I'll be brief with this one... sort of. What I'm thinking about today is that there's no quicker way to apathy than a two-party system. And there's no quicker way to demagoguery, fanaticism, and politics-by-fiction than apathy.
The reason there's no quicker way to apathy than a two-party system is that neither party would then be able to elucidate a distinct platform on a variety of issues. A majority of people in this country, and around the world, would be defined as moderates or near-center in a right vs. left party debate. Thus, in a fight to win party dominance, both parties in a two-party system need to fight over those moderates, and in doing so their platforms cannot, by rule, be all that unique. Certainly, each party would also need to pander to their 'side,' and so differences between parties would exist, but not enough to the point that any significant change could occur when offices change hands. If no significant change occurs, then apathy grows as people realize that it doesn't much matter which of the two parties have control of government: the result would stay nearly the same.
I'll go further and say that a two-party system also breeds corruption. With only two parties there are fewer leaders, and with fewer leaders there are fewer chances to rise up the ranks and fewer targets for lobbyists and others, and so there is greater opportunity for those who cross lines of integrity.
But the two-party system's main consequences are not corruption so let's keep that as a side note. The main consequences are, 1) a strong apathy that creates an uninformed and destructive passion; and 2) 'movements' of the people.
First, we all should be able to agree that when a high percentage of a democratic nation's citizenry grow apathetic, the populace is uninformed. To the extent that an apathetic society is informed, it is informed by sound bites. Gone are the days when people might actually stay in regular contact with their representatives or remain up to date on bills in state and national legislatures. Gone are the days when people might actually attend town meetings, town selectboard meetings, city council meetings, or any other local government actions. Instead, we listen to five minutes of news. Instead, we read Facebook. Instead, we seek after biased news that tells our story so that we can read an article or two a day and feel better.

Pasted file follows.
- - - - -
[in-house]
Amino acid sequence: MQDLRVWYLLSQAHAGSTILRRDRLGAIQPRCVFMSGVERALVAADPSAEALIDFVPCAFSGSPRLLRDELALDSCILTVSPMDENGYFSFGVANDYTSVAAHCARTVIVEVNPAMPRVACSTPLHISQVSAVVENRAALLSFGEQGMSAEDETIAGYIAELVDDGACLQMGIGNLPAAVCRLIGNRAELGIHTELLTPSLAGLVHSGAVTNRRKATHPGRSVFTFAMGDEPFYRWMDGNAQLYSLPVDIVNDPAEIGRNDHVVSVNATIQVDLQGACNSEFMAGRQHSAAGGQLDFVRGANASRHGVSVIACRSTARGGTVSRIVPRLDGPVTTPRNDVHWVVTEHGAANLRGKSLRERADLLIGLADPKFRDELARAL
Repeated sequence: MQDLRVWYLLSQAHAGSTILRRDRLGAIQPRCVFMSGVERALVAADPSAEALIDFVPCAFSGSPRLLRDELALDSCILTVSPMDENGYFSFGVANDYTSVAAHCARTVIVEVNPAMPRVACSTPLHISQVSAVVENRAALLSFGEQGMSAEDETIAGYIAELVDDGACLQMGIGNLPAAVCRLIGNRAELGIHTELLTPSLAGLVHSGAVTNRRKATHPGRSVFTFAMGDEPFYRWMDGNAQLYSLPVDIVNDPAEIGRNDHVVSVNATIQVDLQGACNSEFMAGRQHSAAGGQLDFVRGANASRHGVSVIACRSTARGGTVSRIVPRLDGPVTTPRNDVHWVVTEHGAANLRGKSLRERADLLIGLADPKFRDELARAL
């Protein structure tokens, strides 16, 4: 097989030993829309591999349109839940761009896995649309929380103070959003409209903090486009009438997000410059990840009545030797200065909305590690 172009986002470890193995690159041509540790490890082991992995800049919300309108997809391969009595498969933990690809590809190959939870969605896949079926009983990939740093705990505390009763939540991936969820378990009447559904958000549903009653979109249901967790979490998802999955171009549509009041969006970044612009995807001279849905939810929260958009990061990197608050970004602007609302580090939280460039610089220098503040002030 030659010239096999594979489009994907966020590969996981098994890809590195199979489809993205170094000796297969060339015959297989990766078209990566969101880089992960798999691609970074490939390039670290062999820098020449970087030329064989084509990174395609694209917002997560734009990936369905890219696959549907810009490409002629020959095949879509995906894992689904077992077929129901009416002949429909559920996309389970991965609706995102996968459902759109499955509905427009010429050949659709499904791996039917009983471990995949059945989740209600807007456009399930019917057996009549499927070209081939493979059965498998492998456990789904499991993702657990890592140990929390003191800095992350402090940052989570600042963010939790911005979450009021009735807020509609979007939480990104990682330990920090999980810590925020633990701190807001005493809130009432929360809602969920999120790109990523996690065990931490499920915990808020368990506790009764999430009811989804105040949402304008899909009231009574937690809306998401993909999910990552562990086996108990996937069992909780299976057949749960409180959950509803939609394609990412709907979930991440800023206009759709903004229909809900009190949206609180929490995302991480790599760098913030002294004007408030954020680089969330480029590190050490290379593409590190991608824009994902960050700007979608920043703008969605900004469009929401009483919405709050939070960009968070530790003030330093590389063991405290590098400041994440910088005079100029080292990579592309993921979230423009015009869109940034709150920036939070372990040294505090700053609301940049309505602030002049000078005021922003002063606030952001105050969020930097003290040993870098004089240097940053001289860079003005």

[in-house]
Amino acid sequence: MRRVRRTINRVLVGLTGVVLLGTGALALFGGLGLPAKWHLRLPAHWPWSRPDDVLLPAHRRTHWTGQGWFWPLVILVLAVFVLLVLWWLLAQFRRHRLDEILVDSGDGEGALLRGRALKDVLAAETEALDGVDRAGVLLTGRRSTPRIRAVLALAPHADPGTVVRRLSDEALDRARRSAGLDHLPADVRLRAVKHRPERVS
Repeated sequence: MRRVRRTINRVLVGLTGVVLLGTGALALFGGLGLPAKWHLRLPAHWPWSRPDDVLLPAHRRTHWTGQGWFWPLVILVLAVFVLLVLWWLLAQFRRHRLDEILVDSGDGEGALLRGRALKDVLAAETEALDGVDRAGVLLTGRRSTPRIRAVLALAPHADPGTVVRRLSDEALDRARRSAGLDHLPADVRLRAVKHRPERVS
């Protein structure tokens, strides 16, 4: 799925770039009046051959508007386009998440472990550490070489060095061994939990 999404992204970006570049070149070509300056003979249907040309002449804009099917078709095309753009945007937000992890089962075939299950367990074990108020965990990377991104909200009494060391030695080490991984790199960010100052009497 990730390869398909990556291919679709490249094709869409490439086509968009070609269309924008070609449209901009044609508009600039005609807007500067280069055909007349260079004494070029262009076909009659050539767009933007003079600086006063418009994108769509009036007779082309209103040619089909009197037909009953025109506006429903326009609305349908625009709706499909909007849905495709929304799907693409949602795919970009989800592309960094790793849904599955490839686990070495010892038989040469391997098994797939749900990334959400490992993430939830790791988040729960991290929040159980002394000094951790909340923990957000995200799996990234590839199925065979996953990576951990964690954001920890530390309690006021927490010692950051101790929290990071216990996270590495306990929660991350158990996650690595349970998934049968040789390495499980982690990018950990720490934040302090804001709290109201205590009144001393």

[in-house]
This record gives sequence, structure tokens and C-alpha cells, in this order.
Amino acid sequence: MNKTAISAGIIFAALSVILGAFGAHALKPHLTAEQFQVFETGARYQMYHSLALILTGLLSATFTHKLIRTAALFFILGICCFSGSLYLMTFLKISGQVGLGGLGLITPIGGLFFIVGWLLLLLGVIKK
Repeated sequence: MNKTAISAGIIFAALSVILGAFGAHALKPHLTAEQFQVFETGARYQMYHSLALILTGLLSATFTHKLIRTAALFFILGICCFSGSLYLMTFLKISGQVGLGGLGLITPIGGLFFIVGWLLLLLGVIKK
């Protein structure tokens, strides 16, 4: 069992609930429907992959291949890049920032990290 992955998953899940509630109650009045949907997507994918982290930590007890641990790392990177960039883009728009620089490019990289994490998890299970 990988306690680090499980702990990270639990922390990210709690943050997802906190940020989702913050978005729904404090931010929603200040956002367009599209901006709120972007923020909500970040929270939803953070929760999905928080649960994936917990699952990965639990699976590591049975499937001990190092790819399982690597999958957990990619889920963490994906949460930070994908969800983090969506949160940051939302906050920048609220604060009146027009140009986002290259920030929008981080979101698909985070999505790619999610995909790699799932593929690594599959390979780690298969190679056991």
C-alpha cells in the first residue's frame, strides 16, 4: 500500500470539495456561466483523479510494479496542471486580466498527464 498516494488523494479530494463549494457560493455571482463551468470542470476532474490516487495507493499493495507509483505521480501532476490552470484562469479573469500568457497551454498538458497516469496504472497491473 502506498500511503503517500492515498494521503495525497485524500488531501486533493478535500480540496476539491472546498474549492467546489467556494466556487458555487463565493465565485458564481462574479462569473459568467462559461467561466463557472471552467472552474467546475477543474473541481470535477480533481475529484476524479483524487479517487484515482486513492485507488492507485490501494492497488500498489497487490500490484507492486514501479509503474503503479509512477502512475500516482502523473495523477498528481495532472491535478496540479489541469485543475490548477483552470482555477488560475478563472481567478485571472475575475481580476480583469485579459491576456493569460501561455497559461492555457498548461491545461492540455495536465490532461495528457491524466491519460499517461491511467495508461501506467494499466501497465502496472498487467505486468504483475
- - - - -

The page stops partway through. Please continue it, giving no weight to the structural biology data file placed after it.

Apathetically being uninformed then creates destructive passions. At some point, because of the sound bite, piecemeal manner in which we get our news and form our opinions, we only accept our way of thinking as truthful and we only accept our party's explanation. A few minutes or less of news and information a day are simply not enough to seriously reflect, and therefore not enough to convince a person to change positions. Confirmation of one's own stance is the only possible outcome of sound-bite news. Even if we do not think of our opinions as adhering to party logic, that is what we will be doing because in a two-party system there are only two sides of the aisle and our bias will, inevitably, fall on one side or another. If and when our passions emerge, they will thus be destructive because the other side--and there will only be one other side--will be the enemy to our side. Indeed, the rise of 'fake news' shouldn't have been all that surprising because of the acceptance of one's own logic, whether it's real or not, without any reflection. Less surprising still, though more destructive, is the more common habit of labeling truthful news as fake simply because we don't like it and our biased sources, our party's sources, do not confirm the truth. One party is determined to be destructively set against the other. People are determined to be set against people on the other side. Whether we want to think of ourselves as part of the problem or not, we are, simply by taking part in a two-party system. It is a structural fault.